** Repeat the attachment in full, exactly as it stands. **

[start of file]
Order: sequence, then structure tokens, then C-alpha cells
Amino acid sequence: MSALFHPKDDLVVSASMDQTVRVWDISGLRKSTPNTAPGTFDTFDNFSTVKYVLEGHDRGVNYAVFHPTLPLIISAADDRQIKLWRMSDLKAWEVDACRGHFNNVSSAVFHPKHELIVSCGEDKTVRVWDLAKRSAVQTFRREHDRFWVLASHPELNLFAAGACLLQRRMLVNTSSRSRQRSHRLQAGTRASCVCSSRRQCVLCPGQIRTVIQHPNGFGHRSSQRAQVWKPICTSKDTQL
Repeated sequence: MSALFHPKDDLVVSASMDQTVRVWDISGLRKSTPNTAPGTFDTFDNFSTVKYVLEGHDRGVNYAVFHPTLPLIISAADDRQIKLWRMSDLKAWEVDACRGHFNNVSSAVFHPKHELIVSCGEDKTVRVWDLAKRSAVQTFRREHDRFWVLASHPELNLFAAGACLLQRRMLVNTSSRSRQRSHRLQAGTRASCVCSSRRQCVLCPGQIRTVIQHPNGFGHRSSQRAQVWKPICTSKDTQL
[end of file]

Order: sequence, then structure tokens, then C-alpha cells
Amino acid sequence: MSALFHPKDDLVVSASMDQTVRVWDISGLRKSTPNTAPGTFDTFDNFSTVKYVLEGHDRGVNYAVFHPTLPLIISAADDRQIKLWRMSDLKAWEVDACRGHFNNVSSAVFHPKHELIVSCGEDKTVRVWDLAKRSAVQTFRREHDRFWVLASHPELNLFAAGACLLQRRMLVNTSSRSRQRSHRLQAGTRASCVCSSRRQCVLCPGQIRTVIQHPNGFGHRSSQRAQVWKPICTSKDTQL
Repeated sequence: MSALFHPKDDLVVSASMDQTVRVWDISGLRKSTPNTAPGTFDTFDNFSTVKYVLEGHDRGVNYAVFHPTLPLIISAADDRQIKLWRMSDLKAWEVDACRGHFNNVSSAVFHPKHELIVSCGEDKTVRVWDLAKRSAVQTFRREHDRFWVLASHPELNLFAAGACLLQRRMLVNTSSRSRQRSHRLQAGTRASCVCSSRRQCVLCPGQIRTVIQHPNGFGHRSSQRAQVWKPICTSKDTQL